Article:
Limited transportation was obviously a factor in the decisions made by these presidents, but their presence at the scene was also not viewed as being imperative. That, obviously, has changed.
“There is an expectation that the president will be there,” says Adam Frankel, a former speechwriter in the Obama White House who worked with the president on the speech he gave after the 2010 West Virginia mine accident that claimed 29 lives. “And I think for [Obama], he sees the heartache and the destruction and he wants to be there. Obviously to make sure the resources of the government are there for them, but also if there’s something he and the first lady can do personally to lift spirits, he wants to do that.”
Indeed, lifting the spirits of a community, and by extension the nation, has become a much more important requirement of the modern president.
Although he didn’t travel to the site of the Challenger explosion in Florida in 1986, President Ronald Reagan’s empathetic speech to the nation that evening is widely admired as one of the great presidential addresses. Penned by Peggy Noonan, the speech reflected the nation’s sorrow while offering solace and encouragement, particularly for the schoolchildren who had watched the explosion live on television. Similarly, President Bill Clinton’s visit to Oklahoma City after the bombing of a federal building in 1995 marked a remarkable moment of national unity and purpose.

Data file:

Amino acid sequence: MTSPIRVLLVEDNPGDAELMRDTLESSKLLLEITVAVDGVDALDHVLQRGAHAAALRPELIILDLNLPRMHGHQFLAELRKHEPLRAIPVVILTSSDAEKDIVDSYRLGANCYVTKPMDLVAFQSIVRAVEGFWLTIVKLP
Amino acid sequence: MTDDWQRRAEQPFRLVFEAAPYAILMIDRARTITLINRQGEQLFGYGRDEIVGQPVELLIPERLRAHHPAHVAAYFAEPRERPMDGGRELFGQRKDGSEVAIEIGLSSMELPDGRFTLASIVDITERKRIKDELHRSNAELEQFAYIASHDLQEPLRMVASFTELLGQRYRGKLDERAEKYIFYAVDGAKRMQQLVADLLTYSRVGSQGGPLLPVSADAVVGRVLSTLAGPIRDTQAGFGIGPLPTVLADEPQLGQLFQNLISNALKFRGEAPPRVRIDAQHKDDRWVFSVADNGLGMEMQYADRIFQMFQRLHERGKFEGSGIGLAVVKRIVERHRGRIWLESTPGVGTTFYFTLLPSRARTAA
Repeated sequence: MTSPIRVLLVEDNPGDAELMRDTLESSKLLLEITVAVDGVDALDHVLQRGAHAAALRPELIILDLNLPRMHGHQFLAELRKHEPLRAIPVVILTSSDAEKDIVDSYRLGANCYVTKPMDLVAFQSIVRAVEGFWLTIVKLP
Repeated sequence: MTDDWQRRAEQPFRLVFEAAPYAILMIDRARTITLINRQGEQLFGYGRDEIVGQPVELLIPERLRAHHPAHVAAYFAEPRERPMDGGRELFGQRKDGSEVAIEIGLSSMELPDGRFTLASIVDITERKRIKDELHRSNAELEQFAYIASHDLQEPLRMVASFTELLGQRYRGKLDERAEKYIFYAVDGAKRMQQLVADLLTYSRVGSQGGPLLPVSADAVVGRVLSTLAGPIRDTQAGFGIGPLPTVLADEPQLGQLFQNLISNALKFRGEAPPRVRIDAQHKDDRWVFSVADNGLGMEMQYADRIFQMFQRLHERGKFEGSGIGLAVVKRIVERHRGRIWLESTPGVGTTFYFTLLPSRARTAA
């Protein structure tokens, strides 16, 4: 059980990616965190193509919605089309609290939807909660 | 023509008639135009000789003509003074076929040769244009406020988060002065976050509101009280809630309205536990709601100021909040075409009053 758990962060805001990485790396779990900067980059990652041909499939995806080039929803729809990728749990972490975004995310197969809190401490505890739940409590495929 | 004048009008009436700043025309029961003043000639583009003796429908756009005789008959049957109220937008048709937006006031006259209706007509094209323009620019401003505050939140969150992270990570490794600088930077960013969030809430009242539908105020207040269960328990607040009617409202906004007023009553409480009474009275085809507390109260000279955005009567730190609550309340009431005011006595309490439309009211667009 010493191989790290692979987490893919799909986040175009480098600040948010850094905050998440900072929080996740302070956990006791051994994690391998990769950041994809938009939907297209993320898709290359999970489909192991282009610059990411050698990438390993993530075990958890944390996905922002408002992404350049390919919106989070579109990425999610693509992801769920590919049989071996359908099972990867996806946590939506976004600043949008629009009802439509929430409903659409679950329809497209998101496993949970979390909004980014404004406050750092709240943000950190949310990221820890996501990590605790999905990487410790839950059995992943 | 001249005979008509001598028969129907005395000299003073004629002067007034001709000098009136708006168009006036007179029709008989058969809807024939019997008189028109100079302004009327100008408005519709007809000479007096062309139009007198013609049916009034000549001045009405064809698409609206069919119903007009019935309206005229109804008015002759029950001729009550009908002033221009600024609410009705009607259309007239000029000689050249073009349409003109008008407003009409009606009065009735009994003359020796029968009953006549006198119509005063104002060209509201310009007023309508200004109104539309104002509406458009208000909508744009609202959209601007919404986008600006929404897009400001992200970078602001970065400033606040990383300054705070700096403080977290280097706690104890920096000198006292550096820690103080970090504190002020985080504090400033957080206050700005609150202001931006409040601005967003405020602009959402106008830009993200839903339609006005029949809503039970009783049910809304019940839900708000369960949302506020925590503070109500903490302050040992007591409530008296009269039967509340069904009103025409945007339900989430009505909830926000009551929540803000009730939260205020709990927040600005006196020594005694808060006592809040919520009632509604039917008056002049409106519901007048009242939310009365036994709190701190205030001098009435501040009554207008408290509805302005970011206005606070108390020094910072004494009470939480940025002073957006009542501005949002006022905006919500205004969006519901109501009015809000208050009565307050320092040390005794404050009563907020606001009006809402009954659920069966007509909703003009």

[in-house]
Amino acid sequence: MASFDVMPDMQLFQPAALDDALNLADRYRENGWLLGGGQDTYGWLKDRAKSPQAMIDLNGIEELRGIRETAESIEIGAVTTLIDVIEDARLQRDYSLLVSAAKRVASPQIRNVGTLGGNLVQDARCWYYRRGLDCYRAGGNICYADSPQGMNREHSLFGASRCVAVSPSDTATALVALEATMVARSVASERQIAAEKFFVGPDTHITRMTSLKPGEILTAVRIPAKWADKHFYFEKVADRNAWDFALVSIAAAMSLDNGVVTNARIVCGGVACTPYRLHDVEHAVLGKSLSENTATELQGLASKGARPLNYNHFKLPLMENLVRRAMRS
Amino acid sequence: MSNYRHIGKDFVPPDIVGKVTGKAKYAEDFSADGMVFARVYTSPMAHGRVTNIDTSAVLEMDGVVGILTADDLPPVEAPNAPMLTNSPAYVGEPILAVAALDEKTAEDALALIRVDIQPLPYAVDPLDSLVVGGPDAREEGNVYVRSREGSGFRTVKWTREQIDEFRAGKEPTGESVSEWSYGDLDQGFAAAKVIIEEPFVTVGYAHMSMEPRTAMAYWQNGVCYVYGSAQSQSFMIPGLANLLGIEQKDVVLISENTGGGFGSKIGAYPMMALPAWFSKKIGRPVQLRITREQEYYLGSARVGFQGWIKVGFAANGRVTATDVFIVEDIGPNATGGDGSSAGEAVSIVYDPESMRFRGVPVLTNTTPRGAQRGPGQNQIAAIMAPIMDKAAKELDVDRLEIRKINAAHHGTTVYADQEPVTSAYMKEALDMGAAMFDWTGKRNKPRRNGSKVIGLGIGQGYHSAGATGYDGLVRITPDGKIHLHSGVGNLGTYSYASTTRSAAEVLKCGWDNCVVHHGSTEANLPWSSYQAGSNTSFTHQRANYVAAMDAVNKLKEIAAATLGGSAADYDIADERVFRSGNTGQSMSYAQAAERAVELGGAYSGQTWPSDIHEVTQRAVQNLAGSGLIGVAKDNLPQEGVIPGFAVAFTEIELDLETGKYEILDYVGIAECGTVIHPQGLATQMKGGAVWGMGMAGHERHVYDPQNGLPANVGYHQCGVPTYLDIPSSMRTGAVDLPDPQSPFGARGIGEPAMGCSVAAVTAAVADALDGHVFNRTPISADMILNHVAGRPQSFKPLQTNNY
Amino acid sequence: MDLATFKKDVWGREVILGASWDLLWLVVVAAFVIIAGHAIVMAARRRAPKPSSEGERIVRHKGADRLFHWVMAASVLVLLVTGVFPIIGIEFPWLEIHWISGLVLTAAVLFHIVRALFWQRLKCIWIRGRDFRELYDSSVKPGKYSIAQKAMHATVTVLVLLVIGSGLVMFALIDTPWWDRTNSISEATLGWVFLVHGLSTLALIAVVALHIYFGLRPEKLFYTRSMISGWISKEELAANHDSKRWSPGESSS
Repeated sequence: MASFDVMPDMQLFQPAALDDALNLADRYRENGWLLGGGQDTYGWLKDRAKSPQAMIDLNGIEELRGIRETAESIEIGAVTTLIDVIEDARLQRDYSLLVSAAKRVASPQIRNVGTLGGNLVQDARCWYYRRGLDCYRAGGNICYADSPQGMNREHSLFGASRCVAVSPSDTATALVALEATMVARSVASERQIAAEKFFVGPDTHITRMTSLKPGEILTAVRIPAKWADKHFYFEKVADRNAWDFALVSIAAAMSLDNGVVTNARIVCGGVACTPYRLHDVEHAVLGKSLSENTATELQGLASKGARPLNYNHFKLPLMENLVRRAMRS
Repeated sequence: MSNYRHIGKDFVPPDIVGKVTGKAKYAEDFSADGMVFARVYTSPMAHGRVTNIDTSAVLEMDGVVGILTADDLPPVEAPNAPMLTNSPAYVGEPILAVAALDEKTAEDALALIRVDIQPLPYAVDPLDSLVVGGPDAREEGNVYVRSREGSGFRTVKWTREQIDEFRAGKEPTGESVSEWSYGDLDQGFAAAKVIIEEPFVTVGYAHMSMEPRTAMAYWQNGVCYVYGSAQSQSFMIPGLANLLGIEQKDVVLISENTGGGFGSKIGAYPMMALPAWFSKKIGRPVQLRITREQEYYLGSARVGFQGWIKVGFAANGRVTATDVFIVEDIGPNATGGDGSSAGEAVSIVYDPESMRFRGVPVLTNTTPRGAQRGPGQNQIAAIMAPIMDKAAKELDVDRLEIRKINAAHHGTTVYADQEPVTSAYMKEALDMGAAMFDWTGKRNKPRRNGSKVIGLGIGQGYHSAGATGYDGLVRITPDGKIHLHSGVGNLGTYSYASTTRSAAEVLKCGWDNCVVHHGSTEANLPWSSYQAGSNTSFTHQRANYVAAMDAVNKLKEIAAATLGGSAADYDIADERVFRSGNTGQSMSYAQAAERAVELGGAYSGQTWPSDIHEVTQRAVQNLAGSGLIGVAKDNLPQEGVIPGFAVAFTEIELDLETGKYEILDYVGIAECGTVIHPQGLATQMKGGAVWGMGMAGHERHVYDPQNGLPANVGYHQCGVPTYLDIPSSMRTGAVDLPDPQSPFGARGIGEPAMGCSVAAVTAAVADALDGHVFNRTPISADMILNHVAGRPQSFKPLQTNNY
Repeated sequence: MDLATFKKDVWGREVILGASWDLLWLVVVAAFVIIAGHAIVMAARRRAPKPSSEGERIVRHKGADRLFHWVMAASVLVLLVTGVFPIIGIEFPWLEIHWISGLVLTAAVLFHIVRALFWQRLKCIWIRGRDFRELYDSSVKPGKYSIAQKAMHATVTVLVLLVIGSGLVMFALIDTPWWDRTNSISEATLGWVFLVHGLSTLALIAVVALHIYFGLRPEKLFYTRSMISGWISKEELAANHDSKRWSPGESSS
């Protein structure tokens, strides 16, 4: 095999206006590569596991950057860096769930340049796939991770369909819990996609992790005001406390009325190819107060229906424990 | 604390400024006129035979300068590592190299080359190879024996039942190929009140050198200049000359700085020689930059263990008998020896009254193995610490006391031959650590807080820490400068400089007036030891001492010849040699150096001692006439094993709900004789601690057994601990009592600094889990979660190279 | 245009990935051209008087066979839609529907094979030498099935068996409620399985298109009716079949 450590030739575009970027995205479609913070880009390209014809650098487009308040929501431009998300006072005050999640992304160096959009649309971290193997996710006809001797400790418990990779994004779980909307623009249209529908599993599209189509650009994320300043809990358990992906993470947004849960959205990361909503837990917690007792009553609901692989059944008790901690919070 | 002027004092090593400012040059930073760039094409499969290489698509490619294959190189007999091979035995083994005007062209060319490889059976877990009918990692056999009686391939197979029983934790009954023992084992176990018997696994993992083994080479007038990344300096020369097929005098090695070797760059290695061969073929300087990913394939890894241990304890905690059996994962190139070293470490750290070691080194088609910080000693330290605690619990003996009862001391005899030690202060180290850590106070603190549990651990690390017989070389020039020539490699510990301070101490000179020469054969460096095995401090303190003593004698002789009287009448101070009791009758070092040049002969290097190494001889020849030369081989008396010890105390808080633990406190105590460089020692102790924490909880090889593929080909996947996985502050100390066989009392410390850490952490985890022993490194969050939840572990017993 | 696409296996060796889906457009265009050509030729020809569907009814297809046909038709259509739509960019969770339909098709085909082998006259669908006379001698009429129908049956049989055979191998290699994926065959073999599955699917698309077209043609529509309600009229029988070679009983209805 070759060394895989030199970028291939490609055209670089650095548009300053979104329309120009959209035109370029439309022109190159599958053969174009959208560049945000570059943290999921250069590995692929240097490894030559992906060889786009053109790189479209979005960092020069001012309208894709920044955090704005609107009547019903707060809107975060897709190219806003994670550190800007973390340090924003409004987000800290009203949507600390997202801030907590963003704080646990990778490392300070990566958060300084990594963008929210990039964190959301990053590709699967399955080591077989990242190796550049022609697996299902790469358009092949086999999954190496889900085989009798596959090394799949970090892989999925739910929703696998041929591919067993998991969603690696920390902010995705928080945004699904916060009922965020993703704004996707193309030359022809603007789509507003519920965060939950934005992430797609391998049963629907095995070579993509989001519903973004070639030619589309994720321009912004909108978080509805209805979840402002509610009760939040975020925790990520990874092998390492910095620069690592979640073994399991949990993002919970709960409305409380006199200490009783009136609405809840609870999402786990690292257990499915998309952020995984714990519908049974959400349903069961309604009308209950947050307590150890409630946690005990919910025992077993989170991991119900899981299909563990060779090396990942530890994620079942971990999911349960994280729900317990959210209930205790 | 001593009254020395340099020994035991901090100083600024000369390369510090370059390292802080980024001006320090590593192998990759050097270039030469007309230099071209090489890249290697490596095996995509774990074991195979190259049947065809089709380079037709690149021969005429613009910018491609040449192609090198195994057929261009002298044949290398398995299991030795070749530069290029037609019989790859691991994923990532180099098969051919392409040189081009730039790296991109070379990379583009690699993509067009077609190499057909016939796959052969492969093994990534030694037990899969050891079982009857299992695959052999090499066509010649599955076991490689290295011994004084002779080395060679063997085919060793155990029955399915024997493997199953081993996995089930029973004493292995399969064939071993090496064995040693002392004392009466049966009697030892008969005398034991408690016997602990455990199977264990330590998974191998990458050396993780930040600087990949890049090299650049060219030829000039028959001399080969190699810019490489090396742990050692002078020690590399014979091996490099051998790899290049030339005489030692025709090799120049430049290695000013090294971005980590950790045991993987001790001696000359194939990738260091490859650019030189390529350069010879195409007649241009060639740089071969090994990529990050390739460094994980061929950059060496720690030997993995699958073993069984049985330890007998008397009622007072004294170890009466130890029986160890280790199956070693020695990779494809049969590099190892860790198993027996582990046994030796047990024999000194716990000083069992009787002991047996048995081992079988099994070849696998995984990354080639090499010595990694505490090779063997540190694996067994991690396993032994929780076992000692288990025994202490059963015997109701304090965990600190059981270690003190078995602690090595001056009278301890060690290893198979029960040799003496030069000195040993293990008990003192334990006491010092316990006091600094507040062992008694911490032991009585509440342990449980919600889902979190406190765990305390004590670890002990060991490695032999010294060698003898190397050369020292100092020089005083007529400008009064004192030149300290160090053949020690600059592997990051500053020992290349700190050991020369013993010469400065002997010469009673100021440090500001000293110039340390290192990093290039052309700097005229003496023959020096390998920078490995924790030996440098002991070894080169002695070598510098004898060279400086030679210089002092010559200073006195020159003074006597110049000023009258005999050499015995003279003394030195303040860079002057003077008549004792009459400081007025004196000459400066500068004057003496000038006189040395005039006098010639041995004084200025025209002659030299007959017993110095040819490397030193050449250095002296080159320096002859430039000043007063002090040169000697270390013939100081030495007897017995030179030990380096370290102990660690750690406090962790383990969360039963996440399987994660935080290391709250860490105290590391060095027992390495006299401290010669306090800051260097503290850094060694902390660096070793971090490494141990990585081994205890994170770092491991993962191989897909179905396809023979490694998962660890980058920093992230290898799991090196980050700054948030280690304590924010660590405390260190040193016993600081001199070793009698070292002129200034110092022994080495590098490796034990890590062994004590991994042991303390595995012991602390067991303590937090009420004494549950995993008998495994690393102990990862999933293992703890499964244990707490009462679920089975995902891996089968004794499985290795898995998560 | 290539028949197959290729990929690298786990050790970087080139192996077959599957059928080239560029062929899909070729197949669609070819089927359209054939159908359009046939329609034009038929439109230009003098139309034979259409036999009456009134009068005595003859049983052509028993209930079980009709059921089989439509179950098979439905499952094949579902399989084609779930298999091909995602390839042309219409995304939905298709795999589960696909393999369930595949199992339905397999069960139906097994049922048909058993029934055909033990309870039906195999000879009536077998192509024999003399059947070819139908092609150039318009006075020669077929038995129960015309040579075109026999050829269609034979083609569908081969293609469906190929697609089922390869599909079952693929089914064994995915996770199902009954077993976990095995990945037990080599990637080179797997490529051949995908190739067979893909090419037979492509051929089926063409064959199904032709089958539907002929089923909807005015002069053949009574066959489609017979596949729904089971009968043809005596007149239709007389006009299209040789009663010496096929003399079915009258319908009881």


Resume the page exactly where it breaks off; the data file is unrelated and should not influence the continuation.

And George W. Bush was never more popular as a president than after his visit to the rubble of the World Trade Center on the Friday after the Sept. 11, 2001, attacks to meet with rescuers and express America’s solidarity.
“We knew the president needed to go and be at the site,” Hughes remembers. “We had not planned for him to speak because we had had a national prayer service in Washington that morning and those were his remarks for the day.”
But as the president walked through Ground Zero, it became clear that the workers wanted to hear from him, Hughes remembers. “And so someone came over to me and said, ‘Should he say something?’ and I looked around and realized, ‘Yes, he should absolutely say something.’ ”
As the president began talking, workers started shouting, “We can’t hear you!” And the president responded, “I can hear you. The rest of the world hears you, and the people who knocked these buildings down will hear all of us soon.”